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Training with weapon-mounted lights

Whenever you alter something about one of your pieces of gear — like adding a rail-mounted light — you have to include the appropriate level of training

By Sam Preston
PoliceOne Special Contributor

As a 21-year veteran and instructor in several areas, I consider myself tactically sound. And while I don’t teach firearms, I have completed the National Rifle Association’s Firearms Instructor Class and have worked in countless STOPS and scenario based training.

Because of this background — and pride I take in doing it right — I scared the hell out of myself when I noticed a potential deadly mistake I was making.

Without realizing it, I would occasionally use my trigger finger to activate the light I have mounted to my duty weapon.

I noticed this after cleaning my gun. After putting my weapon back together — still unloaded — I decided to do some extra draws. We recently transitioned from the Glock 37 to the Gen 4 Glock 17 and I hadn’t had a ton of trigger time with the new gun.

During these draws, I also practiced turning on my Steamlight TLR-1 light. It was about the second or third draw while turning on the light I realized the mistake I just made.

What is also scary is that I don’t know when I developed this habit.

In this mistake there are at least three bad outcomes:

1.) By activating the light with your trigger finger you may lose valuable time when making a deadly force decision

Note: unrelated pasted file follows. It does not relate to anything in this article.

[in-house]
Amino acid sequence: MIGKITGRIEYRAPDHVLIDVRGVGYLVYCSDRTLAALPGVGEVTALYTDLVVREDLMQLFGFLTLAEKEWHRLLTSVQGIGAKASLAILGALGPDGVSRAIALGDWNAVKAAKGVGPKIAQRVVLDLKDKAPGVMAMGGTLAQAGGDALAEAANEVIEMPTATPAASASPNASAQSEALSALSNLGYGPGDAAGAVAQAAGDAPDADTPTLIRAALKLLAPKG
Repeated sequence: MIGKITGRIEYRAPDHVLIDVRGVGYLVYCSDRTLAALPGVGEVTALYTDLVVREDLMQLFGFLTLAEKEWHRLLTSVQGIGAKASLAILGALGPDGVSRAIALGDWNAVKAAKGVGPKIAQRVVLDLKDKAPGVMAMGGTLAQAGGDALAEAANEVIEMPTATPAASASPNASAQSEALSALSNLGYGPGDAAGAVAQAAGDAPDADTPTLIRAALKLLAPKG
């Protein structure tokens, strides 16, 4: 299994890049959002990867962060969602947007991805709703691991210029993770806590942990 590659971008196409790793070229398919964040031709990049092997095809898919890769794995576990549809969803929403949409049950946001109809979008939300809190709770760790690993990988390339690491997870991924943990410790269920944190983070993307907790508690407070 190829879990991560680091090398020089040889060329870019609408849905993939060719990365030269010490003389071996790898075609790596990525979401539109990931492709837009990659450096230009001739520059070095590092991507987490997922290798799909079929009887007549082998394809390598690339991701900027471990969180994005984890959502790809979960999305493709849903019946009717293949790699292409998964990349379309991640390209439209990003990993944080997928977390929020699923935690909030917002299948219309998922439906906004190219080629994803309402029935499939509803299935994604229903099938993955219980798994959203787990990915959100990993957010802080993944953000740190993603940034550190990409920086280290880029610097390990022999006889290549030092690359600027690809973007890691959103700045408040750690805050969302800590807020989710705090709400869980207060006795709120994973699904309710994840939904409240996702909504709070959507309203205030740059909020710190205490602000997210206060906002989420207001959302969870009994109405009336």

2.) Accidently turning on your light when you needed to pull the trigger

3.) Accidently discharging your weapon when you intended to turn on your light

Immediately after noticing this, I started activating my light correctly (with the thumb of my non-dominate hand) and since then have been drawing daily to forge the correct muscle memory. 

I have also been working with other instructors to watch for this and to learn from my error. In so doing, we’ve come up with some of the following suggestions.

Start Early
Does your agency issue gun-mounted lights to new officers? If not, maybe you should consider it. If this is not an option and you are a trainer, I would strongly encourage a brand new officer to purchase a light before he or she fires the first shot so you can spot any bad habits and they can avoid problems in the first place. 

For me, our 37s were the first guns issued to us with light rails. So, for the first 15 years of my career and during the academy (when you shoot the most) this was never an issue.

I am guilty of installing the light without training as much as I should.

In-service Training
I would encourage instructors and safely officers to remind officers in your safely briefing about this as well as any other technique issues. These techniques must then be reinforced by repetition. 

Watch closely for this error. In most dynamic trainings, students generally have their back to you. Make it a point in these trainings — as well as static training — to be in a position to look for these mistakes.

If training in a true “dim” light scenario, also look for the light to go on, then off right before the shot. This is a possible indicator that this may have happened.

Practice Like You Play
When using Simunitions, do you always have your students put “their” light on the sims gun? There are several different types of switches for weapon mounted lights.

Some toggle up and down, other are push-button, and still others use pressure switches.

It is not uncommon for officers to try to share or borrow items such as lights during training; either they forgot to bring their duty light, don’t want to take if off their weapon or a dozen other excuses. Make sure they are using their light or one that functions “exactly” like the one they carry on their duty weapon.

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